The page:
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Archived News from the University and Jepson Herbaria

See home page for current announcements


Jepson eFlora is formally posted

UC/JEPS and growing trend to associate herbarium archives with specimen data

Jepson Herbarium Workshops 2011 Year in Review

Volunteer Saturdays 2013-2014: September 14, October 12, November 16, December 14, February 8, March 15, April 12 (Cal Day), May 10.

SBFthumb.jpg

The SO BE FREE 18 botanical foray was held in the Cuyamaca Mountains near Julian, California, March 26 through 29, 2013. ... Read the details
UC received major funding as part of a large consortium to digitize bryophyte and lichen collections across the nation, in the new Advancing Digitization of Biological Collections program at NSF.

Isabelle I. Tavares: October 6, 1921–May 21, 2011


Visit by Kurdistan Botanical Garden Delegation

CalDay April 16, 2011!

Once again, the Herbaria flung open their doors to the public for the annual open house. Young and old alike crowded in to learn about the herbaria, see local wildflowers, press a specimen of their own, and hear talks by experts.

Major NSF grant received by the Consortium of California Herbaria

UC/JEPS Curator of Fungi John Taylor leads a novel study combining genomics and ecology in an important paper on bread molds

SO BE FREE 16 was held 23-26th March, 2011, in the northern Sierra Nevada Mountains

New Publications from UC Herbarium Researchers

CALIFORNIA MOSSES Co-authored by UC/JEPS researchers Dan Norris and Jim Shevock, with famed macro-photographers Bill and Nancy Malcom. This book is a work of art as well as of science, and is available from the California Native Plant Society. The book features easy-to-read descriptions of each species, as well as spectacular photos of habitats, reproductive structures, and high-quality color micrographs of key morphological features. Available from the California Native Plant Society.


MAGNIFICENT CHINESE AND AMERICAN REDWOODS
Edited by UC researcher Momei Chen, this book features the ancient redwood lineages in both China and the United States, and provides scientific material in both Chinese and English. The book bridges language and cultural barriers and will hopefully focus public attention on these endangered trees in both countries.


Learn about our contributions to the
Global Plants Initiative, a searchable online database of type specimens from herbaria around the world!


Current Workshop Information

Groups needed as Curatorial Volunteers at the Herbaria

One Saturday of each month is a Volunteer Day in the Herbaria. Each Volunteer Saturday begins at 10:00am and finishes by 4:00pm (participants need not stay the full time).

The Volunteer Saturday dates for 2012-2013 are as follows:

September 15, October 13, November 17, December 8, January 12, February 9, March 9, April 20 (Cal Day), May 11


Your group can join us to learn about California flora, gain first-hand experience with herbarium techniques, provide much-needed assistance with the specimens, and socialize with fellow native plant enthusiasts. To be added to the Group Volunteer reminder list, please call Ana Penny at (510) 642-2465.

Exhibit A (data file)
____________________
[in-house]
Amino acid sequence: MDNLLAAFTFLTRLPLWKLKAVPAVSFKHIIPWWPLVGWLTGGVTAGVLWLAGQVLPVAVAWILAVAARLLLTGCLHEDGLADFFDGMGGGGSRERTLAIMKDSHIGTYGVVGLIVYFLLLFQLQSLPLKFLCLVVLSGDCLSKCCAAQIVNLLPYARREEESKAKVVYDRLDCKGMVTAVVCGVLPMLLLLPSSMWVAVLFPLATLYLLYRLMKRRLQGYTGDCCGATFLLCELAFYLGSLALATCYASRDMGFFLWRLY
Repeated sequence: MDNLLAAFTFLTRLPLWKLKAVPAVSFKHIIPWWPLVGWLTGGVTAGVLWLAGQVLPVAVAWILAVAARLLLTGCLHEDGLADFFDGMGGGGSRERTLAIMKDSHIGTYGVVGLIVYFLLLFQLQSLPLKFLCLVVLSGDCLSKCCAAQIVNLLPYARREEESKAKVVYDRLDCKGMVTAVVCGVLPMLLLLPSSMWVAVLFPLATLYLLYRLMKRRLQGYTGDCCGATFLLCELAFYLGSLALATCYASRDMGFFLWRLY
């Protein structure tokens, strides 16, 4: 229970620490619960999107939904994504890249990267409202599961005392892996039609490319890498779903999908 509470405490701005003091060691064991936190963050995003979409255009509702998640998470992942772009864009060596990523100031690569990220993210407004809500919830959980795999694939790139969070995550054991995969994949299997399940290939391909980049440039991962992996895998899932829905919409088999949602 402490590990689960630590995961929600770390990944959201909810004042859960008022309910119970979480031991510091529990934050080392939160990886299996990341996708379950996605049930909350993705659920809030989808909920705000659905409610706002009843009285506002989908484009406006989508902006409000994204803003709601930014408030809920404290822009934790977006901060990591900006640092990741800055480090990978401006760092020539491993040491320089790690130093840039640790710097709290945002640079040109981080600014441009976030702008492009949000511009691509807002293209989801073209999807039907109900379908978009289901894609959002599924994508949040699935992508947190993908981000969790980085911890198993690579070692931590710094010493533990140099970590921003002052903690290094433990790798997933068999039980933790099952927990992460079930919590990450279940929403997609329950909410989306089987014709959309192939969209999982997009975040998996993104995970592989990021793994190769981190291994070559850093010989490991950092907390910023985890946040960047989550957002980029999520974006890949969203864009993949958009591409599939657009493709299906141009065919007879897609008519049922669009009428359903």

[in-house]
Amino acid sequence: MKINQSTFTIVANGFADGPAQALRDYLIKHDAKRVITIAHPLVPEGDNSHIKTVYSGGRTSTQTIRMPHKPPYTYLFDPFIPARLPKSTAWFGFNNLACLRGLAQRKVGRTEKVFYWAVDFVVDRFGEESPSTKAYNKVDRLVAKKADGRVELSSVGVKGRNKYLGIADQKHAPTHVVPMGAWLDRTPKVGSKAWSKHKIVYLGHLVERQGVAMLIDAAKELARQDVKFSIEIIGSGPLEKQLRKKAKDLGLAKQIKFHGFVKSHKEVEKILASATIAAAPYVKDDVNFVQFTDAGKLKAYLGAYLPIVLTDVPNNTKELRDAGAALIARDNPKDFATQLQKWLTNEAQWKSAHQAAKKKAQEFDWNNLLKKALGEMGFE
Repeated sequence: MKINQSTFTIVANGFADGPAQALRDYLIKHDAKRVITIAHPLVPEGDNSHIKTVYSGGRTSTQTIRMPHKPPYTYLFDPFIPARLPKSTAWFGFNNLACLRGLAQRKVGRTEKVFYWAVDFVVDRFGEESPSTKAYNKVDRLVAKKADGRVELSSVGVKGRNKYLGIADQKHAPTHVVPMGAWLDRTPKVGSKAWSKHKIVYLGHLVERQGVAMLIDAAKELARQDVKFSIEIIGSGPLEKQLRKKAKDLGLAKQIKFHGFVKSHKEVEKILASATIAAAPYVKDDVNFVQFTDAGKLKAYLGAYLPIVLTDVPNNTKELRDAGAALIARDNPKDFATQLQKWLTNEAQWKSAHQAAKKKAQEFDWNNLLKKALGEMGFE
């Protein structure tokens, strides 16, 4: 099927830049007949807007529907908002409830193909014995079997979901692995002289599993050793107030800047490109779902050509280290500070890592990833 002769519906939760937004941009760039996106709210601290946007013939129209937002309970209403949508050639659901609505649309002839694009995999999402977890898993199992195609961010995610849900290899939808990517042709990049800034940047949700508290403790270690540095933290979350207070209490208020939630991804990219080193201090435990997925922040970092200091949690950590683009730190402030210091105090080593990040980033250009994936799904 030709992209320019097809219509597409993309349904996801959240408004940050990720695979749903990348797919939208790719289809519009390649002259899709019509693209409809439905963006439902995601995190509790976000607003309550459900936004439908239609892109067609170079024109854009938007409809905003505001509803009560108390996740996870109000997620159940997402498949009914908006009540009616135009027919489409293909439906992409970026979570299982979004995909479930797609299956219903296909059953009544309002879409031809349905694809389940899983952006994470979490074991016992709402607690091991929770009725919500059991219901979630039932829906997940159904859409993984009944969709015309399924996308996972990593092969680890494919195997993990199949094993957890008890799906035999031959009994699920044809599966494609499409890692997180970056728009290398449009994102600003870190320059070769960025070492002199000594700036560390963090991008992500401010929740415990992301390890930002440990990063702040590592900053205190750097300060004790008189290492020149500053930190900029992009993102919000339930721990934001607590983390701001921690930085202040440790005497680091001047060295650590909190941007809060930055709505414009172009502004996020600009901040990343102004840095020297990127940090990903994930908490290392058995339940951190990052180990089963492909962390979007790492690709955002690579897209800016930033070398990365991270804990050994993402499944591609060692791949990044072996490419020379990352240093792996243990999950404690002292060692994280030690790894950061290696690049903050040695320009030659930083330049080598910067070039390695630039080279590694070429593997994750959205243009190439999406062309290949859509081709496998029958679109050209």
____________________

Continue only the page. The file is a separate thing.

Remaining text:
We also welcome individual volunteers who can come in on Volunteer Saturdays or during our regular hours (M-F 8am-5pm). We will try to match your unique interests, abilities and schedule to one of the numerous curatorial projects needing attention. For more information about individual volunteer opportunites, please call Andrew Doran at (510) 642-2465.


SO BE FREE 16 will be held 23-26th March, 2011, in the northern Sierra Nevada Mountains

moss photoSpring 2010: SO BE FREE 15 was held in New Mexico in late March, and was another successful foray facilitating interactions between beginners and experts in the study of mosses. See the trip report and photos!

Syntrichia ruralis. Photo by Russ Kleinman.



Isabella Kauakea Aiona Abbott, distinguished ethnobotanist and phycologist at the University of Hawaii — PhD in Botany from the University of California, Berkeley in 1950 and the first woman of Hawaiian ancestry to attain a PhD in science — passes away at age 91. More ...


CalDay 2010 Photos!

Once again, the Herbaria flung open their doors to the public for the annual open house. Young and old alike crowded in to learn about the herbaria, see local wildflowers, press a specimen of their own, and hear talks by experts.

All photos by Ana Penny


NEW ORCHID SPECIES!: Ornithidium donaldeedodii.

orchid photoNamed for orchidologist Donald Dod, who collected the specimen in Haiti in the 1980s, and who served, in his later years, as a research associate here at the UC Herbarium. Dod died in 2008, at 95.


A living specimen of the new species is blooming at the UC Botanical Garden, and has showy, flame-orange flowers. Photo by James Gaither.

The holotype specimen (right) is housed at the University Herbarium.


See the UC Berkeley news article about the discovery!

See the official scientific publication by Ackerman and Whitten in Lankesteriana.


Spring 2010: The University and Jepson Herbaria receive Canada-California Strategic Innovation Partnership.

This funding will support collaboration in biodiversity informatics with a consortium of Canadian herbaria, natural history museums and botanical gardens. The first meeting of the new consortium will be in Berkeley March 13 and 14. More information.

 


Fall 2009: The Moorea Biocode Project and Director Brent Mishler featured in California Magazine, the UC alumni publication.


CalDay 2009 Photos!



Summer 2009: UC Student wins Prize for Best Paper.